NASA readies 10-pound nanosatellite for launch
PharmaSat satellite, shaped like a loaf of bread, begins spacecraft revolution
Computerworld - NASA is set to launch what it's calling a nanosatellite -- a spacecraft the size of a loaf of bread -- next week.
Weighing only 10 pounds, the tiny satellite called PharmaSat is scheduled to lift off on board a U.S. Air Force four-stage Minotaur 1 rocket late on May 5. Once aloft and free of the rocket, the satellite will circle the Earth at 17,000 mph while carrying a micro-laboratory packed with sensors and optical systems.
Bruce Yost, mission manager with NASA's small spacecraft division at the Ames Research Center, told Computerworld that the launch comes at the beginning of a revolution where the size and weight of spacecraft decline steadily but retain much of the capabilities of its larger brethren.
"We've had big monolithic types of spacecraft that have taken a long time to launch," said Yost. "Going smaller gives us more options."
PharmaSat is being launched to help NASA scientists better understand how medications work during space flights. Focusing on antifungal treatments, the microlab on board the satellite is designed to detect the growth, density and health of yeast cells and then send that data back to Earth for analysis. The satellite is also built to monitor the levels of pressure, temperature and acceleration that the yeast and the satellite experience while orbiting the globe.
"PharmaSat is an important experiment that will yield new information about the susceptibility of microbes to antibiotics in the space environment," said David Niesel, PharmaSat's co-investigator from the University of Texas, in a statement. "It also will prove that biological experiments can be conducted on sophisticated autonomous nanosatellites."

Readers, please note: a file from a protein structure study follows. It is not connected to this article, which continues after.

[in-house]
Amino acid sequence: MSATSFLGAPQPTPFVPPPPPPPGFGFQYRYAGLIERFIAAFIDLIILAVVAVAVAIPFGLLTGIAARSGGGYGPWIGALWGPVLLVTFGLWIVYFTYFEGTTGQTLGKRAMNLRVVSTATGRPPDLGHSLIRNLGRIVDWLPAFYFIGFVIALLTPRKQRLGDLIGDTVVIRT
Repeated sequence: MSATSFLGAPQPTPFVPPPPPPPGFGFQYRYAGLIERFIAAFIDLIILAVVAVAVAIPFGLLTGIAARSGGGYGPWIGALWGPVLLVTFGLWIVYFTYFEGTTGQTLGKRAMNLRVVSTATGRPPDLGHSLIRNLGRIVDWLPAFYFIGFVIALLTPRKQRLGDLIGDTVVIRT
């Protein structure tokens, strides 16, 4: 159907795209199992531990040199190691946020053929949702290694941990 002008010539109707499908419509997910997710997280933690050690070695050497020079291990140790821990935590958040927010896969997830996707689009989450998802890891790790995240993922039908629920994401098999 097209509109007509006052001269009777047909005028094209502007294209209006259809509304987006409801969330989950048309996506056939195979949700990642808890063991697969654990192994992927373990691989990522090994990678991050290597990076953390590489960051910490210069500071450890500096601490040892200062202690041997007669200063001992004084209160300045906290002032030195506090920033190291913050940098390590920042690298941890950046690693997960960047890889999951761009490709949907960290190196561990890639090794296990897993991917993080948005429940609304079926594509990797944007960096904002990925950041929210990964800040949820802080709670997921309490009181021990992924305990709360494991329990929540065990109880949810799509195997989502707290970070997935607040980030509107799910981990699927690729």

The launch comes just days after another NASA satellite, called Swift, and a global team of astronomers detected a 10-second, gamma ray burst from a star that died when the universe was just a baby. The burst, called the "most distant cosmic explosion ever seen," happened when the universe was only 630 million years old.
And earlier this month, NASA researchers reported that satellite observations showed that Arctic sea ice, which acts as the world's air conditioner, continued to shrink this winter as the ice cap grew thinner.
Last year, a team of researchers led by scientists at the Jet Propulsion Laboratory in Pasadena, Calif., had created the first map of sea ice thickness for the entire Arctic basin. The scientists used two years of data compiled from NASA's Ice, Cloud and Land Elevation Satellite, known as ICESat.
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